New projects are hard, and there are about a million things I will do differently if I run this project again next summer. But, there’s also that adrenaline rush of not quite knowing exactly what you’re doing, and the morning of the critique of the finished books is always exhilarating. There’s a surprise factor which just won’t happen with a project you’ve run dozens of times!



I’ve always had a complicated relationship with oil painting. Learning how to oil paint was really rocky; I started by taking a painting class at the School of the Museum of Fine Arts in the summer when I was 16.  Problem was, the class had absolutely no technical instruction, so I was left on my own to figure things out, which as you can probably guess didn’t work out so well.

I went to RISD Pre-College the summer of my junior year in art school, where I finally got some technical instruction and started to feel much more comfortable with the medium. The problem there was that I had tons of really bad drawing habits which inevitably translated into bad painting habits.  I had a really uptight method for painting that now that I look back on it, really wasn’t painting.

However, I did develop tremendous interest in oil painting and so I ended up in the Painting department my first semester sophomore year at RISD. The technical instruction was barely there, and I found myself much more interested in a stained glass elective that I was taking at the time. Painting just wasn’t fun anymore, which caused me to have a creative identity crisis.

I ended up switching into the Illustration department and that’s where I finally gained a stable foundation of technical skills.  The painting teacher I had was really specific about what supplies to buy and broke everything down into really accessible steps that finally made sense for the first time. I learned about all kinds of new tools like the silicoil brush cleaning tank that solved lots of technical problems I had been struggling with for years. I started painting with professional oil paints, instead of the student grade ones and finally the oil paint felt good in my brush.

Senior year at RISD I felt confident in my painting abilities (although looking back on it, the paintings I was doing at the time make me cringe!) and I was able to produce a series of large paintings that felt ambitious and technically accomplished.

I spent 4 years after art school painting in my living room in my apartment in Boston.  I hired models to pose, and was able to develop a significant enough body of work to apply to graduate programs in Painting.  But nothing went as planned for graduate school; I got wait listed at several programs and the only program I got accepted to was a program in Sculpture.  I pursued the MFA in Sculpture, hoping that it would be a way to develop a new skill set, and to make my paintings better.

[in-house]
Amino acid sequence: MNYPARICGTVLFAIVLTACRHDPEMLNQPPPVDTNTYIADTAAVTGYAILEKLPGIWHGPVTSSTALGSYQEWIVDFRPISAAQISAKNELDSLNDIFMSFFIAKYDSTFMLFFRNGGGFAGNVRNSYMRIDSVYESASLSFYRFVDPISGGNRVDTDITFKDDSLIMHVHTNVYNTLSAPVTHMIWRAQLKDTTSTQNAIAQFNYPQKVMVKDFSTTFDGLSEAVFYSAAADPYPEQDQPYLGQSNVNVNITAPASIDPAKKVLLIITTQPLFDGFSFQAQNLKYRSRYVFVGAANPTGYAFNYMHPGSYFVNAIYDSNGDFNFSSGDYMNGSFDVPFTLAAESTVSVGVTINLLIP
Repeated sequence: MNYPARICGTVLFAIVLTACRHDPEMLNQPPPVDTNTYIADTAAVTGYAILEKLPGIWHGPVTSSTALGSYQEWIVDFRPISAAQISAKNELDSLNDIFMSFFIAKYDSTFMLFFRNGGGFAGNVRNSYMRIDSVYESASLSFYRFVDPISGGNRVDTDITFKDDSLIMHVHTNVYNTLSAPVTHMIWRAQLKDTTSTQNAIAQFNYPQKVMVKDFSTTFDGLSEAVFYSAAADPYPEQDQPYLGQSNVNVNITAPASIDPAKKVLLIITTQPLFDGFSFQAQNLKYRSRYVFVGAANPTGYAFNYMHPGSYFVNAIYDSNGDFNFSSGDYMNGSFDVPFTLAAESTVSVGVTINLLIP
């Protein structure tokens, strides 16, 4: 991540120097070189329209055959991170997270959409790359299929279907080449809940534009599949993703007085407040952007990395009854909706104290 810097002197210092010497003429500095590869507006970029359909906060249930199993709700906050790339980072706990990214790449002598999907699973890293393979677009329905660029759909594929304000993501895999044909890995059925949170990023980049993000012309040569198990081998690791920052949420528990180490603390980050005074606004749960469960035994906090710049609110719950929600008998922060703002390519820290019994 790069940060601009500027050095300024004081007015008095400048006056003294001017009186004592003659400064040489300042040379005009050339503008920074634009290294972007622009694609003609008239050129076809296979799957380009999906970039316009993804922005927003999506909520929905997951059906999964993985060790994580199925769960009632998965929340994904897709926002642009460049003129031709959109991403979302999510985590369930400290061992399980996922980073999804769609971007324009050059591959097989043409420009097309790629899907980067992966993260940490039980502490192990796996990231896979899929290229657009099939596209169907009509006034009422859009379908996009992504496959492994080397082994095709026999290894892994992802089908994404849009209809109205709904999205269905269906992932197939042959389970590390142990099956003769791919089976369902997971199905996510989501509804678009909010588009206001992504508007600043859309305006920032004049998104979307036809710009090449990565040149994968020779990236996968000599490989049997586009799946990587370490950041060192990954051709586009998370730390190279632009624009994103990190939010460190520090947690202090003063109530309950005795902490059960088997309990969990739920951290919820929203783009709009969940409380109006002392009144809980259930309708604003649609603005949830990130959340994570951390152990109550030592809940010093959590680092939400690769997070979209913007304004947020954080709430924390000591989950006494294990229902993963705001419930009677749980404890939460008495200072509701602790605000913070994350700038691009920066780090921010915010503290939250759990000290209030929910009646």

As it turned out though, I got so enthusiastic about Sculpture that painting go completely left behind.  Any attempts I made to paint during my MFA felt weak, and I had so much work for my Sculpture classes that I had to abandon painting altogether.

After finishing my MFA, I decided that I missed painting, so my first body of work featured a series of 5′ x 6′ oil paintings related to my Waiting series. Afterwards, I felt exhausted and disengaged with painting again. I’m not so sure if it was because the paintings were too big and I felt overwhelmed, or if painting just wasn’t for me.

So I gave up painting, and didn’t pick up a brush to paint for over a decade. Actually, it was the best creative decision I made.  I realized that I was painting out of obligation, because I thought I should, as opposed to because painting really was the media that would best suit my work.

Things have come full circle now, because we worked on an ambitious set of videos on both acrylic and oil painting with my colleague Alex Rowe. Most of our courses involve one video to cover everything, but the acrylic course alone required 5 videos to explain multiple techniques. The majority of the videos on Art Prof take an excruciating amount of time to produce, simply because I have so many other responsibilities. So the acrylic painting course was that times 5, and took 6 months to produce. At this point I haven’t even finished shooting the oil painting tutorial! Hopefully by the end of this year…